Do Most Bloggers Sell Products?

Today’s post is covering something that one of my students requested in my Blogging to Win course. (By the way, that course only opens four times a year. So if you’re interested in learning more about how to make money blogging or just building a successful blog in general, be sure to check it out here!)

My students wanted to know if most bloggers sell a product. It’s a really interesting question and I wish people asked it more often! A lot of bloggers (seasoned and newbies- we don't discriminate around here!) get stuck in the “ad revenue” or “affiliate income” boxes.

(DISCLAIMER: This post isn't to say that either way is "right." It was simply written to give you more information about what each scenario would look like so you can make your own educated decisions.)

While both of those income streams are great and wonderful in your business, they aren’t the only possible revenue streams for your business. So I’m really excited to be covering this topic and encourage more of you bloggers to make your own products! 

Think About Creating Your Own Products

I’ve never done an official survey so I'm not going to throw out a blanketed response saying, “Yes, most bloggers sell a product," because I don’t have actual data to support that. But I definitely encourage my own students to do so because of my own experience running my blogging business, as well as the experiences my peers have shared while running their own blogging businesses. 

If you’re a new blogger out there, I encourage you to think of creating your own products from Day 1! 

I know that doing so may seem like an enormous, unattainable project that you may never get to, but it’s really not as complicated as it sounds. It certainly requires hard work and has its own complexities but it’s not as hard and complicated as what most people make it to be.

The Scenario Where You Don’t Sell Products

Let’s talk about the blogs that don't have a product for a second- the one's whose income is based on either traffic or service-based sources. (And hey, like I mentioned before, whatever path you choose is the right path for you! This post isn't to say that either way is "right." It was simply written to give you more information about what each scenario would look like so you can make your own educated decisions.)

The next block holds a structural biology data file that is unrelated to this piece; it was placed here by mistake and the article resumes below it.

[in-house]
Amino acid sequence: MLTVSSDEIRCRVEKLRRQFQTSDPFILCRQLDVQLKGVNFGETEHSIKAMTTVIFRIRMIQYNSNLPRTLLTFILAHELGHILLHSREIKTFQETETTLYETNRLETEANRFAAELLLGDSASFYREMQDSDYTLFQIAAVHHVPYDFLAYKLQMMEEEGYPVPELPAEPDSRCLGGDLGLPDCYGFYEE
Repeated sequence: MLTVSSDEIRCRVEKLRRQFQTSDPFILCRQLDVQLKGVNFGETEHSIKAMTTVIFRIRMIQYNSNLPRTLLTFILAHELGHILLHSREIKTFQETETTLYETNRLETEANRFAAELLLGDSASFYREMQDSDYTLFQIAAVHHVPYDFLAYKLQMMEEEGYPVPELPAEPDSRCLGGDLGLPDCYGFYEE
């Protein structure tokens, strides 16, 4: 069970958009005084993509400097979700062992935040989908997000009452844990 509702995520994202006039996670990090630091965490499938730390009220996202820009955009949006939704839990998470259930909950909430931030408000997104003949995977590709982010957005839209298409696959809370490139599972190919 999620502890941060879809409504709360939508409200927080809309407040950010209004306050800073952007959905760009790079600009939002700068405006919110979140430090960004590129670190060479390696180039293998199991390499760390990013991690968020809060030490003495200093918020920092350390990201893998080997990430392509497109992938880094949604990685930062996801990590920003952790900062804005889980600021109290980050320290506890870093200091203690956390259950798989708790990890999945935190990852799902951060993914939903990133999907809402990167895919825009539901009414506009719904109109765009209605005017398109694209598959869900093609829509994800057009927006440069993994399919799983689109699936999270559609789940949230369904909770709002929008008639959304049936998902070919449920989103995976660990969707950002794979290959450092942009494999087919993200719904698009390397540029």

One of my Blogging to Win students asked, “Do most bloggers sell a product?” I wish I got this question more often, especially when people are trying to make money blogging! Don’t underestimate the power of creating your own products. Let’s go over some math to make my point… ● DO MOST BLOGGERS SELL A PRODUCT ● MAKE MONEY BLOGGING

If you’re depending on traffic for your income, then you're busting your bootie every single day to get as many people as possible over to your website. 

Some examples of revenue streams that are dependent on traffic are ad revenue and affiliate income. Obviously, you're more likely to make an affiliate sale if you're increasing your traffic. But ad revenue is where you’re really counting on those pageviews because you only get paid when you get visitors to your site.

On the flip side, if you’re offering services then you're making money with each client but are trading time for dollars.

I used to offer services on my website but I don’t do it anymore because it took up a lot of my time. I have a young son at home and I realized that I was limiting how much money I could make to how many clients I could fit in my schedule. 

When my son was born (and all semblance of a typical schedule flew out the window), I decided that I needed more passive sources of income like ad revenue or selling products.